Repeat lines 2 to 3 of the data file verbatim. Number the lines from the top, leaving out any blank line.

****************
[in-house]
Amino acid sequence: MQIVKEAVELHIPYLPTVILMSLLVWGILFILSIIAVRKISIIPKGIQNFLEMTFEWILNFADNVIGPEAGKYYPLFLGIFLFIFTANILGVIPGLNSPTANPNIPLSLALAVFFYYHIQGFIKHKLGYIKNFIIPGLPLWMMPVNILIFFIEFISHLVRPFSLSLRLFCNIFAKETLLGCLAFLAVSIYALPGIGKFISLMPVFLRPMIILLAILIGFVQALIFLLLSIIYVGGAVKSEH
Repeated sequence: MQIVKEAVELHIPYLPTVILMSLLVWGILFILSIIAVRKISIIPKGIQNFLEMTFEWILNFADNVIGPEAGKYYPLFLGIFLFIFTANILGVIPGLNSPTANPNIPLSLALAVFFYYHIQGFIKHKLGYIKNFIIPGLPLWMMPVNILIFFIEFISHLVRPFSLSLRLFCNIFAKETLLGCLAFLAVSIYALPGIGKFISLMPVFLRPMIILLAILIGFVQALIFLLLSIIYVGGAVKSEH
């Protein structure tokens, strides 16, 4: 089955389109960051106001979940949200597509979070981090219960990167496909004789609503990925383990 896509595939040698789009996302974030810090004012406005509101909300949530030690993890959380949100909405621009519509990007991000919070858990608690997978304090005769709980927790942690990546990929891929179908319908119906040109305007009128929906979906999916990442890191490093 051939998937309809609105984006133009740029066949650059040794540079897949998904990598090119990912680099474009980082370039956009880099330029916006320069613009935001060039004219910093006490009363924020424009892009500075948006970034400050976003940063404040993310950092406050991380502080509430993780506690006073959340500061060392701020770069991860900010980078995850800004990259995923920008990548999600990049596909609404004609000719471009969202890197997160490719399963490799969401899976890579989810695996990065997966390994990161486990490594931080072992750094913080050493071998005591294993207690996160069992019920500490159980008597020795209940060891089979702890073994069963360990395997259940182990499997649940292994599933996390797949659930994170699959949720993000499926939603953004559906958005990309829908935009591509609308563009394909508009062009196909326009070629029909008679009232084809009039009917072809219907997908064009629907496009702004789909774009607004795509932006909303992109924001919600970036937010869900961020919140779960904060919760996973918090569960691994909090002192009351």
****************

Amino acid sequence: MQIVKEAVELHIPYLPTVILMSLLVWGILFILSIIAVRKISIIPKGIQNFLEMTFEWILNFADNVIGPEAGKYYPLFLGIFLFIFTANILGVIPGLNSPTANPNIPLSLALAVFFYYHIQGFIKHKLGYIKNFIIPGLPLWMMPVNILIFFIEFISHLVRPFSLSLRLFCNIFAKETLLGCLAFLAVSIYALPGIGKFISLMPVFLRPMIILLAILIGFVQALIFLLLSIIYVGGAVKSEH
Repeated sequence: MQIVKEAVELHIPYLPTVILMSLLVWGILFILSIIAVRKISIIPKGIQNFLEMTFEWILNFADNVIGPEAGKYYPLFLGIFLFIFTANILGVIPGLNSPTANPNIPLSLALAVFFYYHIQGFIKHKLGYIKNFIIPGLPLWMMPVNILIFFIEFISHLVRPFSLSLRLFCNIFAKETLLGCLAFLAVSIYALPGIGKFISLMPVFLRPMIILLAILIGFVQALIFLLLSIIYVGGAVKSEH